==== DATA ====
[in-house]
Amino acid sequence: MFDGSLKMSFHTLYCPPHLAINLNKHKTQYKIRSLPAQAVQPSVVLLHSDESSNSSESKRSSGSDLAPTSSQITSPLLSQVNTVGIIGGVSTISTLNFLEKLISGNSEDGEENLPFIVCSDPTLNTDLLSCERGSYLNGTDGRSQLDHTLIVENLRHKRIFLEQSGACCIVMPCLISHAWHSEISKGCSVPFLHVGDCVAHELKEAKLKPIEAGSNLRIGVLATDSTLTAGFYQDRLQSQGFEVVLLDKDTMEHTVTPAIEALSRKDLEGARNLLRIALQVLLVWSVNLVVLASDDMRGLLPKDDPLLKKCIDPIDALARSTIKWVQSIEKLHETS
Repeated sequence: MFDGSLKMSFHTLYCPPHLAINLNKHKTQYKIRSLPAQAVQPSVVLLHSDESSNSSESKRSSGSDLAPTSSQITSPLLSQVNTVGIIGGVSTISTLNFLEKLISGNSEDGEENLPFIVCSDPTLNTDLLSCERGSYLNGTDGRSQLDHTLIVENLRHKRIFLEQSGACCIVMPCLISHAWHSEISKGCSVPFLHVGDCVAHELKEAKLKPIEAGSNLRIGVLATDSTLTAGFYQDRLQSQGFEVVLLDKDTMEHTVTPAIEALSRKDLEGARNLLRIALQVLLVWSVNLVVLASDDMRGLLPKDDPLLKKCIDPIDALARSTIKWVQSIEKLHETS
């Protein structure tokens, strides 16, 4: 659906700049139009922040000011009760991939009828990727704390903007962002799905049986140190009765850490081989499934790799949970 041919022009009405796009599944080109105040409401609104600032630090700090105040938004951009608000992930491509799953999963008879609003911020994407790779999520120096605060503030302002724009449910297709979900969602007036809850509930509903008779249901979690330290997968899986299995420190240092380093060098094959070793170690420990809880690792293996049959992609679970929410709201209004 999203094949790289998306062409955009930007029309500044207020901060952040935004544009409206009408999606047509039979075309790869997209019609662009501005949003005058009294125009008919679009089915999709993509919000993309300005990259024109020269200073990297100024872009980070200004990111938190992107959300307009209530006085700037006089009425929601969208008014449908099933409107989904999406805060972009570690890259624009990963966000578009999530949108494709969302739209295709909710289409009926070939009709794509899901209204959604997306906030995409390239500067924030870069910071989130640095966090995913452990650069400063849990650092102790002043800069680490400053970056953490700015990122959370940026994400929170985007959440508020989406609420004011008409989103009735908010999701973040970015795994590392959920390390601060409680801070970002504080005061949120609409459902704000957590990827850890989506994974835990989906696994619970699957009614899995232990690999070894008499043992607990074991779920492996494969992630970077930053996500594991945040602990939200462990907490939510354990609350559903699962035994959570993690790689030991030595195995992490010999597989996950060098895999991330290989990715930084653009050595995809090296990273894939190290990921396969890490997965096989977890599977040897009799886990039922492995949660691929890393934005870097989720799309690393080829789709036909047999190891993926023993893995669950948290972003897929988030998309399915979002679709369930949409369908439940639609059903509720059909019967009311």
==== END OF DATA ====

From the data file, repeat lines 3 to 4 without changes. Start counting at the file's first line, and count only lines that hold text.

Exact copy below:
Repeated sequence: MFDGSLKMSFHTLYCPPHLAINLNKHKTQYKIRSLPAQAVQPSVVLLHSDESSNSSESKRSSGSDLAPTSSQITSPLLSQVNTVGIIGGVSTISTLNFLEKLISGNSEDGEENLPFIVCSDPTLNTDLLSCERGSYLNGTDGRSQLDHTLIVENLRHKRIFLEQSGACCIVMPCLISHAWHSEISKGCSVPFLHVGDCVAHELKEAKLKPIEAGSNLRIGVLATDSTLTAGFYQDRLQSQGFEVVLLDKDTMEHTVTPAIEALSRKDLEGARNLLRIALQVLLVWSVNLVVLASDDMRGLLPKDDPLLKKCIDPIDALARSTIKWVQSIEKLHETS
């Protein structure tokens, strides 16, 4: 659906700049139009922040000011009760991939009828990727704390903007962002799905049986140190009765850490081989499934790799949970 041919022009009405796009599944080109105040409401609104600032630090700090105040938004951009608000992930491509799953999963008879609003911020994407790779999520120096605060503030302002724009449910297709979900969602007036809850509930509903008779249901979690330290997968899986299995420190240092380093060098094959070793170690420990809880690792293996049959992609679970929410709201209004 999203094949790289998306062409955009930007029309500044207020901060952040935004544009409206009408999606047509039979075309790869997209019609662009501005949003005058009294125009008919679009089915999709993509919000993309300005990259024109020269200073990297100024872009980070200004990111938190992107959300307009209530006085700037006089009425929601969208008014449908099933409107989904999406805060972009570690890259624009990963966000578009999530949108494709969302739209295709909710289409009926070939009709794509899901209204959604997306906030995409390239500067924030870069910071989130640095966090995913452990650069400063849990650092102790002043800069680490400053970056953490700015990122959370940026994400929170985007959440508020989406609420004011008409989103009735908010999701973040970015795994590392959920390390601060409680801070970002504080005061949120609409459902704000957590990827850890989506994974835990989906696994619970699957009614899995232990690999070894008499043992607990074991779920492996494969992630970077930053996500594991945040602990939200462990907490939510354990609350559903699962035994959570993690790689030991030595195995992490010999597989996950060098895999991330290989990715930084653009050595995809090296990273894939190290990921396969890490997965096989977890599977040897009799886990039922492995949660691929890393934005870097989720799309690393080829789709036909047999190891993926023993893995669950948290972003897929988030998309399915979002679709369930949409369908439940639609059903509720059909019967009311």